Exploring New Realities Without Breaking The Bank
How artists are taking their fans into virtual worlds on a budget, and how you can follow.
Slip on a headset, wait a moment in the dark, and then you find yourself in a place previously reserved for a select few — on-stage next to Paul McCartney in front of thousands of screaming fans. For many artists, it seems like a dream on every level — but in reality, at least one part of it is eminently achievable. While they might never play guitar or drum for the former Beatle (who teamed with Jaunt VR for a series of videos), they can at least give their fans the same experience, letting them be immersed in a 360° world. While these types of experiences were previously reserved for superstars with the attendant budgets, recent advances in technology mean that even the scrappiest band can create compelling virtual or augmented reality content.
Craig Wedren, who led the rock band Shudder to Think and now performs as a solo artist and composes music for films (including the recent Netflix original A Futile and Stupid Gesture), recently released a Virtual Reality companion app alongside his new album, Adult Desires.
“I originally started playing with VR in 2011, and wanted to do something for my last solo album, but the technology wasn’t quite there yet,” he says. “This time around, it was much easier — I got an affordable 360° camera and started filming. I shot a lot of home movies, and they took on a surreal and dreamlike quality because of the intimacy of the medium.” Once the footage was edited, he built the app so it would all be randomized, and no user would ever have the same experience twice. The result is that the viewer is deeply immersed in Wedren’s home life, and even the most mundane things — a cactus in the backyard, his son brushing his teeth — take on an over-the-top quality.
“Even small gestures come across as very grand in VR,” Wedren says. “Doing something very simple can still be very dynamic and shocking. I think about all the bands I loved as a kid and how much I wished I could hang out with them on tour, for example. A band could easily take a 360° camera on the road and shoot cinema verite style, and fans would really get a lot out of it.”
Creating a simple and intimate experience for fans was the goal of Robert Watts and Matt Celia, who run Light Sail VR and worked with the indie-bluegrass band Abby & The Myth. “We’ve been working on a show called #ConcertForOne which is basically an adapted version of MTV Unplugged optimized for VR,” says Watts. “The idea is to record an all acoustic performance of bands playing in a cool space and leveraging the power of spatial audio and performance to make it feel like you are witnessing a private concert just for you.”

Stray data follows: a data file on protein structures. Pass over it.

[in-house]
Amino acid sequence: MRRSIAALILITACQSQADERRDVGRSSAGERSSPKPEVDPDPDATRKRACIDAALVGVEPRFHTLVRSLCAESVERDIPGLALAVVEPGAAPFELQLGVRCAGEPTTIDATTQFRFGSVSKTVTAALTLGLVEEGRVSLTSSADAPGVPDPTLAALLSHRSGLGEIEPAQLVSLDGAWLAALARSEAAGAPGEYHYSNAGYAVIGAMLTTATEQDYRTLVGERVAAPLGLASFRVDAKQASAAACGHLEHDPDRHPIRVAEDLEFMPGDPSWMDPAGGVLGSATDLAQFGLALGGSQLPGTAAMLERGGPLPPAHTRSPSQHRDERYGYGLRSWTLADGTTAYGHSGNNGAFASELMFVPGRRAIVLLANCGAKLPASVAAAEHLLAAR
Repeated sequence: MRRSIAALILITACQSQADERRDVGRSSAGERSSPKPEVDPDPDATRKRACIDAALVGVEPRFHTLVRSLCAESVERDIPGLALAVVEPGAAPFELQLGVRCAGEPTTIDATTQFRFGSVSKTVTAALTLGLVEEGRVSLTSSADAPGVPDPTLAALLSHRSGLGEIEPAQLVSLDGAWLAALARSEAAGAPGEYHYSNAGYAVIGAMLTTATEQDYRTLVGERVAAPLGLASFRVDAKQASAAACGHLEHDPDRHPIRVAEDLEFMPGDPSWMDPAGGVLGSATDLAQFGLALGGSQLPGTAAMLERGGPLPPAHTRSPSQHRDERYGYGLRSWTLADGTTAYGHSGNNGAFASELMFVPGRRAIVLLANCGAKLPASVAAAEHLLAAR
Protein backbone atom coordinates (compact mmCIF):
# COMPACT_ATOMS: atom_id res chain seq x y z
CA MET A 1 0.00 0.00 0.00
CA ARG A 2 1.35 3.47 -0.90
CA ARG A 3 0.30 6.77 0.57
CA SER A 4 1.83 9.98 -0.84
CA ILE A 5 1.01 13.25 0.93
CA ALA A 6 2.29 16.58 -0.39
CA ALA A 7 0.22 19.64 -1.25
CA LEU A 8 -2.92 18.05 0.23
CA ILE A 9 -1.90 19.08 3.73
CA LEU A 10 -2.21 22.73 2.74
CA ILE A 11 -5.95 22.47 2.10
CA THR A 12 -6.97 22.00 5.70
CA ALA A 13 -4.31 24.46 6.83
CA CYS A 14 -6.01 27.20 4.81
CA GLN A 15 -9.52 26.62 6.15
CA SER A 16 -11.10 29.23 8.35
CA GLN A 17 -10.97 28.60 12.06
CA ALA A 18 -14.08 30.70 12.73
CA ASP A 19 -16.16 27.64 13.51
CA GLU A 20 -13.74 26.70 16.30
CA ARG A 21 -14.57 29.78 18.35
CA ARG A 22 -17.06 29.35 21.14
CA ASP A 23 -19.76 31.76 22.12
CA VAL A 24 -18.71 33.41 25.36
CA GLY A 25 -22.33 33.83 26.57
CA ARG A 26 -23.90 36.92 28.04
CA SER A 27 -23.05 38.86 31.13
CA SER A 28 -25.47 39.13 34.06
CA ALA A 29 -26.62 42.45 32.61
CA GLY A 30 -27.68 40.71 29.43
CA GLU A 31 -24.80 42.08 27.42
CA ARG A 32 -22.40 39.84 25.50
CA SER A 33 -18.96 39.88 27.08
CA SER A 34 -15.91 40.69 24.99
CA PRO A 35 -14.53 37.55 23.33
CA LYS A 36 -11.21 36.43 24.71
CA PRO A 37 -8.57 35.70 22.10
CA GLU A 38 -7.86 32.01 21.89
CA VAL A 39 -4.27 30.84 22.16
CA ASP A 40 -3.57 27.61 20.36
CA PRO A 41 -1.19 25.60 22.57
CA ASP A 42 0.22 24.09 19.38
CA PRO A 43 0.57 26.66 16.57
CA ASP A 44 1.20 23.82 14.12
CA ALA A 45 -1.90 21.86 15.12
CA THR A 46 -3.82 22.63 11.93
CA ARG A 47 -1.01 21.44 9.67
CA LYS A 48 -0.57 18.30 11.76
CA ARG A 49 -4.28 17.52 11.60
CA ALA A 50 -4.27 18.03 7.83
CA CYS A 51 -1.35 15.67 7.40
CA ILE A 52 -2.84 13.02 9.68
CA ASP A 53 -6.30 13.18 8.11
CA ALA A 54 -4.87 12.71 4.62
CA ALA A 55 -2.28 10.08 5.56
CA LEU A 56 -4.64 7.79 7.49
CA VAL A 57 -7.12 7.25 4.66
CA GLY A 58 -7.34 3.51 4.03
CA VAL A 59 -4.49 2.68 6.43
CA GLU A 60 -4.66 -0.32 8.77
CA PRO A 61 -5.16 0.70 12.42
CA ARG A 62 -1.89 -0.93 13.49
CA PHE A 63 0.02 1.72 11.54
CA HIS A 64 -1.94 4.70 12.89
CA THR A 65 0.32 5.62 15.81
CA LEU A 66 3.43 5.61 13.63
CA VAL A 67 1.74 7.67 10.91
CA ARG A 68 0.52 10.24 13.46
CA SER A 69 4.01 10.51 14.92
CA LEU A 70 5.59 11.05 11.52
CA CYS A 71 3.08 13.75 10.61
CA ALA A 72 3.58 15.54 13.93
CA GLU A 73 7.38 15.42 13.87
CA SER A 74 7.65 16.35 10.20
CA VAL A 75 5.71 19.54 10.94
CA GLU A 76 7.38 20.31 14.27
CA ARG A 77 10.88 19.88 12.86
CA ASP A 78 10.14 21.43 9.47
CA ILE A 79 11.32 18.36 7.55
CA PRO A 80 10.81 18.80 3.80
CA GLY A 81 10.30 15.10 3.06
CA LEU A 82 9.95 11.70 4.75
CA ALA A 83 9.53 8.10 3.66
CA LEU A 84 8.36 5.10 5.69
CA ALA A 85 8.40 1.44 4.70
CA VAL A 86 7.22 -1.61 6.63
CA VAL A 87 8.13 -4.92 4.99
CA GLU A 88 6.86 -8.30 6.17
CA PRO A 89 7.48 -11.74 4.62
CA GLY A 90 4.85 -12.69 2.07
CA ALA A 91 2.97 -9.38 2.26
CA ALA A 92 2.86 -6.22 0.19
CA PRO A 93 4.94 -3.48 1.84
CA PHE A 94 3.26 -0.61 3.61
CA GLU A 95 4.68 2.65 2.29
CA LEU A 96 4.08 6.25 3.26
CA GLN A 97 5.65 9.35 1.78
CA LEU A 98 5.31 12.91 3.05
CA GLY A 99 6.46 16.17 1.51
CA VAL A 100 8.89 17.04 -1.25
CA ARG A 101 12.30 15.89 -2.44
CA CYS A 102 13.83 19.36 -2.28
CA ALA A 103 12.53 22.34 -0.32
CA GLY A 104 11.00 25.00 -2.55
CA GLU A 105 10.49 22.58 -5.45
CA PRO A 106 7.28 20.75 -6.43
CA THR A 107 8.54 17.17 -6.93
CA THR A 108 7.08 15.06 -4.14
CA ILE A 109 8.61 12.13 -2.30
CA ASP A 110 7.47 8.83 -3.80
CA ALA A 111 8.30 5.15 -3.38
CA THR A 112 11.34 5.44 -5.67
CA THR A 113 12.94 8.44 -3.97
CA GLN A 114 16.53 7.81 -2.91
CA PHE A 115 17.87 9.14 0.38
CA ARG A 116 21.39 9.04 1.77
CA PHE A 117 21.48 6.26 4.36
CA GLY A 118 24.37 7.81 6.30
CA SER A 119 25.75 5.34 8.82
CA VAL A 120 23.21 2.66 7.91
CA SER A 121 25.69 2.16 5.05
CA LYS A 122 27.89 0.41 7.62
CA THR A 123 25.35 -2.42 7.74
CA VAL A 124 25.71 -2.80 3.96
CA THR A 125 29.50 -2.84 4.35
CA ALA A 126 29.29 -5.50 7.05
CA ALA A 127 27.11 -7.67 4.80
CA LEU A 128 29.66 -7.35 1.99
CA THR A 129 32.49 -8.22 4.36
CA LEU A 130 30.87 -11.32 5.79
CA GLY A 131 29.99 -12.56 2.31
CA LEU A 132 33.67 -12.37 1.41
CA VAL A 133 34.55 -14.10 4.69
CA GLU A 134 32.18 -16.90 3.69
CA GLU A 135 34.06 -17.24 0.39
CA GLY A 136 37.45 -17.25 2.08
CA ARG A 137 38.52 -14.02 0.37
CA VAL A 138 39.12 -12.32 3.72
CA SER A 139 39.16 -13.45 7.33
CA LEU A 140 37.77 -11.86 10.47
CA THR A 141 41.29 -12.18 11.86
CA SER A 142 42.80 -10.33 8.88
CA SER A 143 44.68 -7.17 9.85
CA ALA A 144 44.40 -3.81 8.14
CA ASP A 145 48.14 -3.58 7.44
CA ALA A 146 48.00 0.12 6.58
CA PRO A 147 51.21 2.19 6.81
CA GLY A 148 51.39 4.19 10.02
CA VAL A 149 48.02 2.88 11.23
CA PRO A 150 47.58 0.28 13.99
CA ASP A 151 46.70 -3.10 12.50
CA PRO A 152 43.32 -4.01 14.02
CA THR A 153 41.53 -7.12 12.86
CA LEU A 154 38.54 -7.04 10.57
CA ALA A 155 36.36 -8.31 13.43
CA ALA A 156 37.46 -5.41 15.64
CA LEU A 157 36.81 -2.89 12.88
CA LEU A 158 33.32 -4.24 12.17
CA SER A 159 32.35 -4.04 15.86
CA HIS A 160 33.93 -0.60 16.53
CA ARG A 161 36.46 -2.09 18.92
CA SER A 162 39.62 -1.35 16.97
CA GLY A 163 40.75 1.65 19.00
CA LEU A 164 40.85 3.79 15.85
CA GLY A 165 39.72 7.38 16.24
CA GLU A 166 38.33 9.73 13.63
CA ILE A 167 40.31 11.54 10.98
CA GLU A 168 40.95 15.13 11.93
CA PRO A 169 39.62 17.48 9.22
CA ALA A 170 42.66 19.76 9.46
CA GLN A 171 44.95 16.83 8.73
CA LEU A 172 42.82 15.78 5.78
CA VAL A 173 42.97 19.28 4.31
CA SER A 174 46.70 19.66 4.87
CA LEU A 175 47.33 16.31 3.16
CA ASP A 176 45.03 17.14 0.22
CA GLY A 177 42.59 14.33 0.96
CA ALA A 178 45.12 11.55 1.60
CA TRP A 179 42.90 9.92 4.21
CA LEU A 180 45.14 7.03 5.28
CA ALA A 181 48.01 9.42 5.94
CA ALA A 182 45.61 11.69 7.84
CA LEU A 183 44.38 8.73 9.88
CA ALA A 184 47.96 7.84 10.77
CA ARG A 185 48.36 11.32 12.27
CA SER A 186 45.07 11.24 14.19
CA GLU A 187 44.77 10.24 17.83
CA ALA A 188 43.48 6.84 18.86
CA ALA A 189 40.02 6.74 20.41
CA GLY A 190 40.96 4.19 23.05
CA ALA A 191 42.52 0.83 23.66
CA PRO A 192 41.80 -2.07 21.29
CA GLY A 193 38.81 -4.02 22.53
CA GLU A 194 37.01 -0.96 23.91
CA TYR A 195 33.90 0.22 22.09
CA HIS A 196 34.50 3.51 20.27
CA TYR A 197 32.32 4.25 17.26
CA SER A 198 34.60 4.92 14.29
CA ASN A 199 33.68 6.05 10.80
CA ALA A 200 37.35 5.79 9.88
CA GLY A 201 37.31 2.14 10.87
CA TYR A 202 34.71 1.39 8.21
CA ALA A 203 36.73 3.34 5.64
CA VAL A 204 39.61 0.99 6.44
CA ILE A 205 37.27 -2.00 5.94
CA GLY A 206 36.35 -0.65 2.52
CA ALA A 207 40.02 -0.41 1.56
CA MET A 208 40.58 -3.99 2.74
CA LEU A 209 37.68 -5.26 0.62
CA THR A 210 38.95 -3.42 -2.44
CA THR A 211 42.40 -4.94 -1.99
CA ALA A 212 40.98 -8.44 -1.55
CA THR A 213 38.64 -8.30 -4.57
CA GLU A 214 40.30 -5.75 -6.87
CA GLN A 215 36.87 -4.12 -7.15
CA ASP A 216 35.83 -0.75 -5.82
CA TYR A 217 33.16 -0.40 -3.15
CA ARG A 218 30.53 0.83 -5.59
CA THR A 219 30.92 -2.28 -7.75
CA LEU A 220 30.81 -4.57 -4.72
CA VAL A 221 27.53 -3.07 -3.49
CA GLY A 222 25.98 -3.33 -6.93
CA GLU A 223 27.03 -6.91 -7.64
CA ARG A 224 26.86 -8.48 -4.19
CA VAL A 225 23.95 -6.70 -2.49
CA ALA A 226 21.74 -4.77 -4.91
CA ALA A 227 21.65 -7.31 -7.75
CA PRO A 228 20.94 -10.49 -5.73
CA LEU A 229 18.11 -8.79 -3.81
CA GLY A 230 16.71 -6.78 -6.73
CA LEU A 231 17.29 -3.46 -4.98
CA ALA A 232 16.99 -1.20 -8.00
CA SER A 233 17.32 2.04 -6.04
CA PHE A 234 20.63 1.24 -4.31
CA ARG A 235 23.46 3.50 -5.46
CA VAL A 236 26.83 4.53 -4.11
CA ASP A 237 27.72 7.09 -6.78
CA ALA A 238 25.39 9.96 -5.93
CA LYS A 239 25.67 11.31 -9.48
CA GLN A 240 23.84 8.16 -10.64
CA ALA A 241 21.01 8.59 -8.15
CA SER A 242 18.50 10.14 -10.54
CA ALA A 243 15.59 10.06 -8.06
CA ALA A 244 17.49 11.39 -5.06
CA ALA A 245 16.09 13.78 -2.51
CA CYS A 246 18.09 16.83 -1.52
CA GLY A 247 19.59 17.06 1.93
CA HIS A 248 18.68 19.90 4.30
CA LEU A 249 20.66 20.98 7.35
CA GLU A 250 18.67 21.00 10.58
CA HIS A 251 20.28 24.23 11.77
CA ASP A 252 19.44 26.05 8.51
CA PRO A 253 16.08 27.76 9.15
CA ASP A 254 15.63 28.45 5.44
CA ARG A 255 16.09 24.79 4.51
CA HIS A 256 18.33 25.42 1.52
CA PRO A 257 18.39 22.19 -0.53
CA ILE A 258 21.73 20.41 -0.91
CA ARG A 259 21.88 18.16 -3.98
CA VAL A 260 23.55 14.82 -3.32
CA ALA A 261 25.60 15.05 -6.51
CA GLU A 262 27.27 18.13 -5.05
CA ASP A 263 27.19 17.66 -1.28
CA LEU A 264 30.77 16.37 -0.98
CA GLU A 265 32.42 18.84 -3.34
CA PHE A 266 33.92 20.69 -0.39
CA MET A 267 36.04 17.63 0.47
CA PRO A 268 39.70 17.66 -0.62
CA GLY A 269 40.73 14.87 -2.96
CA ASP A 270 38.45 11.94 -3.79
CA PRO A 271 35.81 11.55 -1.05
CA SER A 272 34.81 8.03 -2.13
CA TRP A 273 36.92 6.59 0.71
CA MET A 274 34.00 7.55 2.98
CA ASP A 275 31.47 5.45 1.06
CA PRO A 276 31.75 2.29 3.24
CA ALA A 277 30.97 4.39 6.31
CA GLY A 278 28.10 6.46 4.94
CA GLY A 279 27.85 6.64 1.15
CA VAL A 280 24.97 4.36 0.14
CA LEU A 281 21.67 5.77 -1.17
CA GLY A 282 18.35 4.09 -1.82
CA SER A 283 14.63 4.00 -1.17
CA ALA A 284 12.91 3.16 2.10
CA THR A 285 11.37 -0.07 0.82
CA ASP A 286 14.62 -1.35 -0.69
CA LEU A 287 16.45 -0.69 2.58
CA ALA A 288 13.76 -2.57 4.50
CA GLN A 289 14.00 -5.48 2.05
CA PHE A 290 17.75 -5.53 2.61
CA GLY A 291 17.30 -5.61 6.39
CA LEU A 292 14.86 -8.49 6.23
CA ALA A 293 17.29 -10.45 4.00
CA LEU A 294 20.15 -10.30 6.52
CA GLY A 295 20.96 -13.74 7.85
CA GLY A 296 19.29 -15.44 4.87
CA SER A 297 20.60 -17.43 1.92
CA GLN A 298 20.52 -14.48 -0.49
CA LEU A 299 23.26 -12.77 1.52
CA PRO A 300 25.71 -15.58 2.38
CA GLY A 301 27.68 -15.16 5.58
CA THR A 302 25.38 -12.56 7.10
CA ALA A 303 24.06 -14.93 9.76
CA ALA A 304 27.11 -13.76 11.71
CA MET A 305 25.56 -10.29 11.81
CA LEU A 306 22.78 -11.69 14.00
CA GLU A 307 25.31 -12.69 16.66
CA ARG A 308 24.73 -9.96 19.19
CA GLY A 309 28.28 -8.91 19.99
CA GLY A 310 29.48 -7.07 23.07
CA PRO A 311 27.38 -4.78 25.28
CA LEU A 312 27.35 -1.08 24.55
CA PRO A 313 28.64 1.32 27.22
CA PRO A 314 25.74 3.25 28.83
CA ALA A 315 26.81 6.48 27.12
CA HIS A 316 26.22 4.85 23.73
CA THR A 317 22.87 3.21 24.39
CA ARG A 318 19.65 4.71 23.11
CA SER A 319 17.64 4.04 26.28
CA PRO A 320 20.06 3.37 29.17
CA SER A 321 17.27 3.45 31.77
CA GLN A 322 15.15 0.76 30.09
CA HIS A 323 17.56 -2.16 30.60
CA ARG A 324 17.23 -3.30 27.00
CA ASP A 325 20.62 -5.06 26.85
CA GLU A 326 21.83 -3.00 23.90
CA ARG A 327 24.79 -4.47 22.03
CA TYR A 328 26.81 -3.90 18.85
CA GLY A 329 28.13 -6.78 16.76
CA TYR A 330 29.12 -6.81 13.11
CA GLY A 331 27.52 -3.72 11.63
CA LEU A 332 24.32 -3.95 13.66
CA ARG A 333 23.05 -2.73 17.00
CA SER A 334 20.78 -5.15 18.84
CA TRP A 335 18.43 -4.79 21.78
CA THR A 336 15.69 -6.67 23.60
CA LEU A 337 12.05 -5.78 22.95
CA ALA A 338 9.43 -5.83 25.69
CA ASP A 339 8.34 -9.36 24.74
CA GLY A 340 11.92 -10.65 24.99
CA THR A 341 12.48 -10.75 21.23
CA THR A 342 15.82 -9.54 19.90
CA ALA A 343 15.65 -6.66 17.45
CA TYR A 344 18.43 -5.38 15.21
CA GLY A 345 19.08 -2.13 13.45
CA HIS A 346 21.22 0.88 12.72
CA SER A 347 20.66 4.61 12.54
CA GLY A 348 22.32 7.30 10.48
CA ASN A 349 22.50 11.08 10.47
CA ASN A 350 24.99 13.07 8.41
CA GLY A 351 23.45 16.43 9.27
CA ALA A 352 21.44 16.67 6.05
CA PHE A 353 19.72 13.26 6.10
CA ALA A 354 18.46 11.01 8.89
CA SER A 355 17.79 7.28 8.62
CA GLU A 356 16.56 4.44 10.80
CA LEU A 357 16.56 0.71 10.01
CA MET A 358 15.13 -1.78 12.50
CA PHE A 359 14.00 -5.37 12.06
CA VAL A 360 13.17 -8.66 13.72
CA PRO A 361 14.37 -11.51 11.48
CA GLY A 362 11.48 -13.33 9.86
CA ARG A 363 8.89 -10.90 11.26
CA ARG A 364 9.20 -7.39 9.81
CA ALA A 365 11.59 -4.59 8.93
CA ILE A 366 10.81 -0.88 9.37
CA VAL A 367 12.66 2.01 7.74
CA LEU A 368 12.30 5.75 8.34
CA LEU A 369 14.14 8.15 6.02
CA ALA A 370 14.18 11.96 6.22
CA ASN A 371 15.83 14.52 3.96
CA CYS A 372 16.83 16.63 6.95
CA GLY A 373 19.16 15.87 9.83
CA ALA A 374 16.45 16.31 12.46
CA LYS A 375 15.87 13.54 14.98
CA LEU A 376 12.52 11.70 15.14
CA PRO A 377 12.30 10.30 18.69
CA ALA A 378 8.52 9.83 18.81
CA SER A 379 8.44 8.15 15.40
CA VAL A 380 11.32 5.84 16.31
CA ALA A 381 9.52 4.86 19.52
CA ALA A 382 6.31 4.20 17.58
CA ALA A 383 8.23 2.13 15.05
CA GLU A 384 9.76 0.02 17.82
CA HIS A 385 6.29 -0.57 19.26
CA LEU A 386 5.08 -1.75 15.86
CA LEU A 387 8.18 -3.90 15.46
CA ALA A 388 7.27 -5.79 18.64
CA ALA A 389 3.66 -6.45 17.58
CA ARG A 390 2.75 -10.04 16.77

Watts adds that for artists, sound is absolutely crucial, even if they are on a tight budget. “You don’t need a huge budget to make a 360° music video, you just need to set realistic expectations about the experience you want to deliver to your fans. If you know most of your fans are going to watch your content on Facebook, don’t bother with the expense of 3D or added interactivity. Focus instead on a great sound mix,” he says.
For the indie band Golden Suits, director Jason Koffeman, who had previously directed VR pieces for fashion brand Marco Marco, was forced to work creatively within the limits of a tiny budget and came up with an innovative solution for the video for their song “Don’t Let Love Go By.” He recruited several dancers and had them create a scenario where the user felt like they were moving with them throughout the experience. It was fairly simple to shoot, but Koffeman says the result is “an expressive, 360 dance video where the viewer moves with the dancers that really raises the stakes and puts you inside the emotions."
For artists worried that not enough of their fans will have access to VR headsets or want to watch a 360° video, augmented reality offers another path forward. While there isn’t as much augmented reality content on the market due to the fact that many platforms used to create it are relatively new, it does offer a lower barrier to entry — almost everyone has a smartphone that can be used to view and interact with the content.
David Lobser and Scott Garner of Object Normal have worked on several music experiences, including an AR experience for the band Health. They point to tools like Unity, a game engine, as being key to helping smaller artists take the plunge into new realities.
“Broadly speaking, the same tools that helped democratize game development can now be used for all kinds of media,” says Garner. “The most exciting thing about working in this space for us, though, is the new kinds of music-based experiences these tools and platforms can offer. Rather than just passively consuming the content, viewers and listeners can actively participate through shared virtual concert experiences, interactive narrative experiences or even by authoring their own creations.” And while building in Unity is still a little too complicated for many artists, more developers are learning the language, and willing to work with bands for discounted fees.
Aside from finding developer partners willing to work on the cheap, bands interested in space can dive in by buying a 360° camera and just shooting content. A decent camera can now be had for a few hundred dollars, and the cost of the software to stitch together the content is also falling as the software improves. From there, the sky is the limit — you just have to make sure what you’re shooting works in 360. But as long as the user has a reason to interact with the content, you’re most of the way there. In a few years, immersive content will probably be the norm, as AR continues to grow and VR headsets get lighter, cheaper, and better. Now is the perfect time for bands to start experimenting with the medium and drawing fans in.